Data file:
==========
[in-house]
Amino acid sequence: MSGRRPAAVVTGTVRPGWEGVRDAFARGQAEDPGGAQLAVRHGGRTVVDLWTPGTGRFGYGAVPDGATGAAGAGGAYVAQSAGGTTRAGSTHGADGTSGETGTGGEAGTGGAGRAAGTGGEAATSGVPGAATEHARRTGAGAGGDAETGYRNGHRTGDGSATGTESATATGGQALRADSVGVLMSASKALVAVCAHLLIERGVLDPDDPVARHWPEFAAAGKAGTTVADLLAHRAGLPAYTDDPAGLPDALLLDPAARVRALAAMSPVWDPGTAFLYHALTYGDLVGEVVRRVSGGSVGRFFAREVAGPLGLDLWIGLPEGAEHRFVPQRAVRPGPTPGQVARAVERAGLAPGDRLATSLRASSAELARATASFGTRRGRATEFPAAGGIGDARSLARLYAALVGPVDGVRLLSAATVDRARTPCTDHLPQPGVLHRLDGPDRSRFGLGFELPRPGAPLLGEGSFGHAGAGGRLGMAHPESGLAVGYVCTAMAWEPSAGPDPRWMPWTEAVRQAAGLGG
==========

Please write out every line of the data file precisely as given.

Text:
[in-house]
Amino acid sequence: MSGRRPAAVVTGTVRPGWEGVRDAFARGQAEDPGGAQLAVRHGGRTVVDLWTPGTGRFGYGAVPDGATGAAGAGGAYVAQSAGGTTRAGSTHGADGTSGETGTGGEAGTGGAGRAAGTGGEAATSGVPGAATEHARRTGAGAGGDAETGYRNGHRTGDGSATGTESATATGGQALRADSVGVLMSASKALVAVCAHLLIERGVLDPDDPVARHWPEFAAAGKAGTTVADLLAHRAGLPAYTDDPAGLPDALLLDPAARVRALAAMSPVWDPGTAFLYHALTYGDLVGEVVRRVSGGSVGRFFAREVAGPLGLDLWIGLPEGAEHRFVPQRAVRPGPTPGQVARAVERAGLAPGDRLATSLRASSAELARATASFGTRRGRATEFPAAGGIGDARSLARLYAALVGPVDGVRLLSAATVDRARTPCTDHLPQPGVLHRLDGPDRSRFGLGFELPRPGAPLLGEGSFGHAGAGGRLGMAHPESGLAVGYVCTAMAWEPSAGPDPRWMPWTEAVRQAAGLGG